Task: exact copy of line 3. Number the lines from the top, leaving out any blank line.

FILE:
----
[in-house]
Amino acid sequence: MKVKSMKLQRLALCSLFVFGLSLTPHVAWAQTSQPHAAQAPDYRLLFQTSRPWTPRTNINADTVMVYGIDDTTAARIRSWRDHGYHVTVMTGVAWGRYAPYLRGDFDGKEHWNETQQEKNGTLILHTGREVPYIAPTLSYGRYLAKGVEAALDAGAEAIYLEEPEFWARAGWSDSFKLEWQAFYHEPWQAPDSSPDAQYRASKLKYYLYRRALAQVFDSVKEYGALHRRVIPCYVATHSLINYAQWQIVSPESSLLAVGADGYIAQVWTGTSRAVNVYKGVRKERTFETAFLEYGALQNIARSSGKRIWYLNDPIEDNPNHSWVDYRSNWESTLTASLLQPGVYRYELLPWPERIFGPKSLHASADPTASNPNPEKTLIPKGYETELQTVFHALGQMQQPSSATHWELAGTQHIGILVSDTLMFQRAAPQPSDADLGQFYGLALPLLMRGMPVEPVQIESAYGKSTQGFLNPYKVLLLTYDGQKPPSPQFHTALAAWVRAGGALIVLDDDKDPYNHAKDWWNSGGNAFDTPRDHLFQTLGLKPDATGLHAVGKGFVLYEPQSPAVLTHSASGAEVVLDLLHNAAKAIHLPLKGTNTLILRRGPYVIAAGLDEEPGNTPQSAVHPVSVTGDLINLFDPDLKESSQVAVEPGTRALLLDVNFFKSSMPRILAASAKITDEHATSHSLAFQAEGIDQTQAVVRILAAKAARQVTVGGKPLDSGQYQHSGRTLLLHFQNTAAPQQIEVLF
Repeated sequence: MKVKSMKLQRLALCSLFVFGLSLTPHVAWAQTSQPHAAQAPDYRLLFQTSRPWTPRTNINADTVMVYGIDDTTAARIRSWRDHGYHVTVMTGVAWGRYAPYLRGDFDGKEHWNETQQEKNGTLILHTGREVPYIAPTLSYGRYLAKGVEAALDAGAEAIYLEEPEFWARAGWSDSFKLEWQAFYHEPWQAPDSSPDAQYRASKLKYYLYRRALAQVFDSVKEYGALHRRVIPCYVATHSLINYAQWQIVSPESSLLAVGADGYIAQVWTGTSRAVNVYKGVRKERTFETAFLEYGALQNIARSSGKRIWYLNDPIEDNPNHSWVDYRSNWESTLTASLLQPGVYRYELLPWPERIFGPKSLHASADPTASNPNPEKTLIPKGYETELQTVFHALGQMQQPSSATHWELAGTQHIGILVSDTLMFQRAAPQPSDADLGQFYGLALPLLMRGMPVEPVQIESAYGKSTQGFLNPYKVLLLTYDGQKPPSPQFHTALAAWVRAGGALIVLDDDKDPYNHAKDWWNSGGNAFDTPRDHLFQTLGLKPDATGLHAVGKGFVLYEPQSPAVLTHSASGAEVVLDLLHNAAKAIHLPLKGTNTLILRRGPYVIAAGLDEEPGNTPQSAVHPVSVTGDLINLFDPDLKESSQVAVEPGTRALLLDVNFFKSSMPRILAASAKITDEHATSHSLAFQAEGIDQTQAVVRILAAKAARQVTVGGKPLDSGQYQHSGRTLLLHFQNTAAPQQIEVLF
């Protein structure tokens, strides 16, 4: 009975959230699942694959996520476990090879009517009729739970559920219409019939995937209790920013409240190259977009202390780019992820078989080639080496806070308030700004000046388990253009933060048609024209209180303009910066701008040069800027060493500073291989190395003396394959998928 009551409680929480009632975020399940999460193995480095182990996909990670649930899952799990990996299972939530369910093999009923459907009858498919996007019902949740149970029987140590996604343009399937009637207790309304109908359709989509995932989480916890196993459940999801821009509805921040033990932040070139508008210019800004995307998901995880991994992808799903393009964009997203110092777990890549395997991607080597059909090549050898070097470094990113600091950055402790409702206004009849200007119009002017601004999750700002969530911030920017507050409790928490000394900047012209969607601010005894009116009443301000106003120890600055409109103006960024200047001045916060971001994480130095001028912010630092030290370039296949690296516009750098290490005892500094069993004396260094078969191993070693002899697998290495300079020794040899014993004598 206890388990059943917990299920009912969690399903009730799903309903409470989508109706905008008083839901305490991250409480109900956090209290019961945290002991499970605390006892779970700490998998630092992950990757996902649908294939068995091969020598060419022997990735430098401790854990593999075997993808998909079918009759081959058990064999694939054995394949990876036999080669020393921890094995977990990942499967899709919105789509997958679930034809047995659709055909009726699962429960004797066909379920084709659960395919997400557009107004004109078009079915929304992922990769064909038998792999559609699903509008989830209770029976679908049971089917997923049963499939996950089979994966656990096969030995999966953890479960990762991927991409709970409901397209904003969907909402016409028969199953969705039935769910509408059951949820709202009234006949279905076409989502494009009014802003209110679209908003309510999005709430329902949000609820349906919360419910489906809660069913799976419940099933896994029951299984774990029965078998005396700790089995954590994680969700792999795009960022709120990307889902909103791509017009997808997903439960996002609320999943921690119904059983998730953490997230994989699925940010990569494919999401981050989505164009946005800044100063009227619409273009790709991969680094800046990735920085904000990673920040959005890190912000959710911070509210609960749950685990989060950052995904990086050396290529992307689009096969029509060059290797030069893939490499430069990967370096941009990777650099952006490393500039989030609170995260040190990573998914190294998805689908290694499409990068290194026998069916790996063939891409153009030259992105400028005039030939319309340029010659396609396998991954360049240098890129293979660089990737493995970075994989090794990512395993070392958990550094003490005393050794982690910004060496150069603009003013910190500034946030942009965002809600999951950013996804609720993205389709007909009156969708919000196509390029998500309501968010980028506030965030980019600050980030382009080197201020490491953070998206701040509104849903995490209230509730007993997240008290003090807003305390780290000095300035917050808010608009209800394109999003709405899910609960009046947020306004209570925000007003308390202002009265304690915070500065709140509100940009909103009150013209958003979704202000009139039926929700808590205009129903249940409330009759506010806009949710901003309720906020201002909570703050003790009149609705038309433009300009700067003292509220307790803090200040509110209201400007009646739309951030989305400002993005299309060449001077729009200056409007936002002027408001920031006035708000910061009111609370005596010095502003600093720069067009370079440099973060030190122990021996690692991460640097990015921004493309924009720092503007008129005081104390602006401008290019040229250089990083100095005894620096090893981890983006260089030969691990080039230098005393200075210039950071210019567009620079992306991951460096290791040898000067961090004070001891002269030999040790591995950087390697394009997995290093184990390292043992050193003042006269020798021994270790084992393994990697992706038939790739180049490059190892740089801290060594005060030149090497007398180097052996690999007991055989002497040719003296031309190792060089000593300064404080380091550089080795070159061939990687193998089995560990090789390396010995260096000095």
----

Repeated sequence: MKVKSMKLQRLALCSLFVFGLSLTPHVAWAQTSQPHAAQAPDYRLLFQTSRPWTPRTNINADTVMVYGIDDTTAARIRSWRDHGYHVTVMTGVAWGRYAPYLRGDFDGKEHWNETQQEKNGTLILHTGREVPYIAPTLSYGRYLAKGVEAALDAGAEAIYLEEPEFWARAGWSDSFKLEWQAFYHEPWQAPDSSPDAQYRASKLKYYLYRRALAQVFDSVKEYGALHRRVIPCYVATHSLINYAQWQIVSPESSLLAVGADGYIAQVWTGTSRAVNVYKGVRKERTFETAFLEYGALQNIARSSGKRIWYLNDPIEDNPNHSWVDYRSNWESTLTASLLQPGVYRYELLPWPERIFGPKSLHASADPTASNPNPEKTLIPKGYETELQTVFHALGQMQQPSSATHWELAGTQHIGILVSDTLMFQRAAPQPSDADLGQFYGLALPLLMRGMPVEPVQIESAYGKSTQGFLNPYKVLLLTYDGQKPPSPQFHTALAAWVRAGGALIVLDDDKDPYNHAKDWWNSGGNAFDTPRDHLFQTLGLKPDATGLHAVGKGFVLYEPQSPAVLTHSASGAEVVLDLLHNAAKAIHLPLKGTNTLILRRGPYVIAAGLDEEPGNTPQSAVHPVSVTGDLINLFDPDLKESSQVAVEPGTRALLLDVNFFKSSMPRILAASAKITDEHATSHSLAFQAEGIDQTQAVVRILAAKAARQVTVGGKPLDSGQYQHSGRTLLLHFQNTAAPQQIEVLF